“An issue that challenges freshmen is being entrusted with power. It will reveal your true character. You’ll be pressed to forget or violate your oath, to compromise, and abuse power. But you have a covenant with the people, made before God, to restrain yourself and also to restrain others who abuse power.” One freshman added that politicians go to Washington hoping to clean up the cesspool, and find a hot tub instead, warning newbies to be careful.

Two of the freshmen, Steve Toth (The Woodlands) and Scott Sanford (McKinney) are pastors. In his brief comments, Toth remembered the biblical story of Esther (Esther 4:14) in which the young queen was exhorted by her uncle, “Who knows but that you have been raised up for such a time as this?” adding that in his experience, congregations are waiting for their pastors to preach messages of liberty, Constitutional responsibility, principle, and honor in government.

Other comments from the 13 indicated where they stood:

James Frank (Wichita Falls): “A defining question should be: does a piece of legislation result in more or less individual freedom? If not, don’t vote for it. The government’s only job is to protect you from me, and me from you, but not me from me!”

Scott Turner, former player with the Washington Redskins (Frisco): “The way the government spends your money is a moral matter.”

Giovanni Capriglione (Southlake): “It is incumbent on all of us to defend and protect the Constitution, but we can’t do it if we haven’t read it.”

And the crowd also heard from Bryan Hughes, who is expected to run for Texas Speaker of the House against incumbent Joe Strauss, who earned the ire of Texans last session when he helped derail Simpson’s anti-TSA bill.

Although most attendees hailed from the nearby districts of the freshmen, Kathy Geraghty traveled five hours to hear the speeches. A long-time Simpson supporter, she said, “Mr. Simpson strikes me, among other things, as a wise legislator, and I’m glad he’s taken the initiative to identify these constitutionalists and is attempting to help them stay the course during the session.” The event was truly unique in its tone of duty, honor and accountability.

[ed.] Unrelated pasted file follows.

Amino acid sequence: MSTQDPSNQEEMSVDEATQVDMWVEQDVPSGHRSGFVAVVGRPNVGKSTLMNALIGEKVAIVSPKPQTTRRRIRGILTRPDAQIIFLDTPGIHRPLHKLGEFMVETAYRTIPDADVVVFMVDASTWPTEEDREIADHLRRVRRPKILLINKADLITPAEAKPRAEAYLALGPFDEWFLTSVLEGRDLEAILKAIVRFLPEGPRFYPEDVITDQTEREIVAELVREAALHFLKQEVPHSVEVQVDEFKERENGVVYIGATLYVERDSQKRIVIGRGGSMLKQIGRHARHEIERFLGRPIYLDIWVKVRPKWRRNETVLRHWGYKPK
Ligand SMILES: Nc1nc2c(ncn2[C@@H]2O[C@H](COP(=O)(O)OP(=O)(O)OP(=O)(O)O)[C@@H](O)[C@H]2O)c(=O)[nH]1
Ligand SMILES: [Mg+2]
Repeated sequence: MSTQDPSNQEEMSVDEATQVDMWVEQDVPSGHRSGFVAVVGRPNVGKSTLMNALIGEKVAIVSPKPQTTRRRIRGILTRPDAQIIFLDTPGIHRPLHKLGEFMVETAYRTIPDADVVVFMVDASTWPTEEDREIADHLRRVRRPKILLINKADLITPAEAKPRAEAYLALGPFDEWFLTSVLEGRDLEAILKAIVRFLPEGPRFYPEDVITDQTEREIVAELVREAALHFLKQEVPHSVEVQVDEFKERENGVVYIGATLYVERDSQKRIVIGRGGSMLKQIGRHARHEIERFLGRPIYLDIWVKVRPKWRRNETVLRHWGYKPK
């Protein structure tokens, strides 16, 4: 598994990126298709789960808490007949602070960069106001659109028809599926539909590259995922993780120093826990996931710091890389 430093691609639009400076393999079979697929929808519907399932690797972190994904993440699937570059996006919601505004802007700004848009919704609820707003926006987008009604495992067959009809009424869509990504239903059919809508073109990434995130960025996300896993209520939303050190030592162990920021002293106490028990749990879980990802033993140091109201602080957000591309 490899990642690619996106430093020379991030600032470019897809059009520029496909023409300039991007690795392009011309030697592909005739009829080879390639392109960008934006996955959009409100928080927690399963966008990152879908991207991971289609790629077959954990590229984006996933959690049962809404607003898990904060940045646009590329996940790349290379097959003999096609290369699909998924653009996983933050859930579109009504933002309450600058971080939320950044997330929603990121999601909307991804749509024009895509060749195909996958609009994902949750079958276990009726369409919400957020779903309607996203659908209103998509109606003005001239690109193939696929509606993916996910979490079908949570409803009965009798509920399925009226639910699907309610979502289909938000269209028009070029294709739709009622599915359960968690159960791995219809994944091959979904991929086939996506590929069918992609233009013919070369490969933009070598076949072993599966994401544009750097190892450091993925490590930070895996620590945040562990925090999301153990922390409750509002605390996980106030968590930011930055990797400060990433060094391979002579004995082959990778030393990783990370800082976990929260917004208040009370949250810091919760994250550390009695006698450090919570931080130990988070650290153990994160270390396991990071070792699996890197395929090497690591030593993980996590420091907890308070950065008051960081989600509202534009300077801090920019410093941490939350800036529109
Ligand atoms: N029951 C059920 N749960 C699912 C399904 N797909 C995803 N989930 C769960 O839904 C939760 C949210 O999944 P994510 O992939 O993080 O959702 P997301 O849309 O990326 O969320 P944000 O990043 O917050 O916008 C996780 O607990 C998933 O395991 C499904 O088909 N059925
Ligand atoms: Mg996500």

Texas has experienced some knock-down drag-out legislative sessions in recent years, as state lawmakers have disregarded Texans’ opposition to the Trans Texas Corridor, the TSA, border insecurity, executive orders issues from the governor (such as forced Gardasil inoculations for young girls), the rogue Texas Department of Transportation, consolidation of law-enforcement duties under the Department of Public Safety, eminent domain abuses, and a myriad of other issues that threaten individual liberty. A very real opportunity exists for Texas to regain its reputation as independent and liberty-loving. But as always, it’s incumbent upon individual Texans to saddle up and pay attention, holding their elected officials accountable to their oaths of office. Simpson’s new contingent of constitutionally savvy representatives looks to be the opportunity we’ve been waiting for.

Simpson plans to re-introduce his bill opposing TSA abuses in next year’s session, along with other bills to protect Texans’ liberties and exercise its 10th Amendment right. With help from these brave freshmen, perhaps it won’t be quite the mechanical-bull ride of 2011.